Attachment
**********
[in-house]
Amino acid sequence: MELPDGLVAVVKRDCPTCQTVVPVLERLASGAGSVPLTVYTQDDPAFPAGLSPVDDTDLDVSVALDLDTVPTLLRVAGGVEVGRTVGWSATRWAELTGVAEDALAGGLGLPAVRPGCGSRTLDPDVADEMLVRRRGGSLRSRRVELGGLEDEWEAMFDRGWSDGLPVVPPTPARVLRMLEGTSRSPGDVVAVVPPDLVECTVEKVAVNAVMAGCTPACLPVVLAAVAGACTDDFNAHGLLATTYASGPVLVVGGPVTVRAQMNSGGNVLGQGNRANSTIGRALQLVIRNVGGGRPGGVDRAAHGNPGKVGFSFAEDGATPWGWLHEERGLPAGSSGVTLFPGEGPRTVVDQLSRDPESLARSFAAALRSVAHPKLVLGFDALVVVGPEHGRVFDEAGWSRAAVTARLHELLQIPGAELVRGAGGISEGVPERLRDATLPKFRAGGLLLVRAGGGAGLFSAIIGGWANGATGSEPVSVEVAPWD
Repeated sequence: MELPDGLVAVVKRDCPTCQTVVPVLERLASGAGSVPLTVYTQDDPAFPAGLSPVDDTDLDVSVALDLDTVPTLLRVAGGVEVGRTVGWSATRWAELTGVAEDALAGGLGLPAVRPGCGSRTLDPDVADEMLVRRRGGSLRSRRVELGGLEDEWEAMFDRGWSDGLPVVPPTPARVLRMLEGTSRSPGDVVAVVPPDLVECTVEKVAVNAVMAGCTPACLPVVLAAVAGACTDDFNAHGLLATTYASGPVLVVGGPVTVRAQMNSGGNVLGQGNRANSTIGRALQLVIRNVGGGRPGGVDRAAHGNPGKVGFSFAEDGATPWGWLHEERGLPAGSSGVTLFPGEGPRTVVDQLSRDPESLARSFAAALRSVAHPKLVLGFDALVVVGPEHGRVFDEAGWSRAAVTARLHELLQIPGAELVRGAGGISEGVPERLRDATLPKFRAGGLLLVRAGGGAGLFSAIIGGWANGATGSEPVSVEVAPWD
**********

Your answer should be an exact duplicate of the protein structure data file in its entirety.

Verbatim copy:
[in-house]
Amino acid sequence: MELPDGLVAVVKRDCPTCQTVVPVLERLASGAGSVPLTVYTQDDPAFPAGLSPVDDTDLDVSVALDLDTVPTLLRVAGGVEVGRTVGWSATRWAELTGVAEDALAGGLGLPAVRPGCGSRTLDPDVADEMLVRRRGGSLRSRRVELGGLEDEWEAMFDRGWSDGLPVVPPTPARVLRMLEGTSRSPGDVVAVVPPDLVECTVEKVAVNAVMAGCTPACLPVVLAAVAGACTDDFNAHGLLATTYASGPVLVVGGPVTVRAQMNSGGNVLGQGNRANSTIGRALQLVIRNVGGGRPGGVDRAAHGNPGKVGFSFAEDGATPWGWLHEERGLPAGSSGVTLFPGEGPRTVVDQLSRDPESLARSFAAALRSVAHPKLVLGFDALVVVGPEHGRVFDEAGWSRAAVTARLHELLQIPGAELVRGAGGISEGVPERLRDATLPKFRAGGLLLVRAGGGAGLFSAIIGGWANGATGSEPVSVEVAPWD
Repeated sequence: MELPDGLVAVVKRDCPTCQTVVPVLERLASGAGSVPLTVYTQDDPAFPAGLSPVDDTDLDVSVALDLDTVPTLLRVAGGVEVGRTVGWSATRWAELTGVAEDALAGGLGLPAVRPGCGSRTLDPDVADEMLVRRRGGSLRSRRVELGGLEDEWEAMFDRGWSDGLPVVPPTPARVLRMLEGTSRSPGDVVAVVPPDLVECTVEKVAVNAVMAGCTPACLPVVLAAVAGACTDDFNAHGLLATTYASGPVLVVGGPVTVRAQMNSGGNVLGQGNRANSTIGRALQLVIRNVGGGRPGGVDRAAHGNPGKVGFSFAEDGATPWGWLHEERGLPAGSSGVTLFPGEGPRTVVDQLSRDPESLARSFAAALRSVAHPKLVLGFDALVVVGPEHGRVFDEAGWSRAAVTARLHELLQIPGAELVRGAGGISEGVPERLRDATLPKFRAGGLLLVRAGGGAGLFSAIIGGWANGATGSEPVSVEVAPWD